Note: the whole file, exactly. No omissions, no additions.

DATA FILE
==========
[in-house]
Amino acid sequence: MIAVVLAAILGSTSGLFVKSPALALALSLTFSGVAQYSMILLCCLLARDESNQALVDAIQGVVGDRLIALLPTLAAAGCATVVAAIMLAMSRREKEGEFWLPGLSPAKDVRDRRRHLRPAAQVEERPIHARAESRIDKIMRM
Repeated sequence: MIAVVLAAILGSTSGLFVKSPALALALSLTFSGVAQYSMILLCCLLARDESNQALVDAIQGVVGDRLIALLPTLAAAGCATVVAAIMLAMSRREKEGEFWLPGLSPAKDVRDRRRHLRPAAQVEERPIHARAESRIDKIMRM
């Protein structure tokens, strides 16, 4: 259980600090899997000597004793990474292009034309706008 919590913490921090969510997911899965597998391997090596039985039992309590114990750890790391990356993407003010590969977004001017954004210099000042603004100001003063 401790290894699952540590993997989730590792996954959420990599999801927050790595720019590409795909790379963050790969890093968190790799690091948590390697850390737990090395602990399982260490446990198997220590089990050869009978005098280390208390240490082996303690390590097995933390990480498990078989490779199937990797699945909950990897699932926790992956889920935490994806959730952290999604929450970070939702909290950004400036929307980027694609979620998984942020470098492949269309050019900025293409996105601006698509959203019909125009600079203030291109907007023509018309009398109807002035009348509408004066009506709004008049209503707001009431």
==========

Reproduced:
[in-house]
Amino acid sequence: MIAVVLAAILGSTSGLFVKSPALALALSLTFSGVAQYSMILLCCLLARDESNQALVDAIQGVVGDRLIALLPTLAAAGCATVVAAIMLAMSRREKEGEFWLPGLSPAKDVRDRRRHLRPAAQVEERPIHARAESRIDKIMRM
Repeated sequence: MIAVVLAAILGSTSGLFVKSPALALALSLTFSGVAQYSMILLCCLLARDESNQALVDAIQGVVGDRLIALLPTLAAAGCATVVAAIMLAMSRREKEGEFWLPGLSPAKDVRDRRRHLRPAAQVEERPIHARAESRIDKIMRM
């Protein structure tokens, strides 16, 4: 259980600090899997000597004793990474292009034309706008 919590913490921090969510997911899965597998391997090596039985039992309590114990750890790391990356993407003010590969977004001017954004210099000042603004100001003063 401790290894699952540590993997989730590792996954959420990599999801927050790595720019590409795909790379963050790969890093968190790799690091948590390697850390737990090395602990399982260490446990198997220590089990050869009978005098280390208390240490082996303690390590097995933390990480498990078989490779199937990797699945909950990897699932926790992956889920935490994806959730952290999604929450970070939702909290950004400036929307980027694609979620998984942020470098492949269309050019900025293409996105601006698509959203019909125009600079203030291109907007023509018309009398109807002035009348509408004066009506709004008049209503707001009431």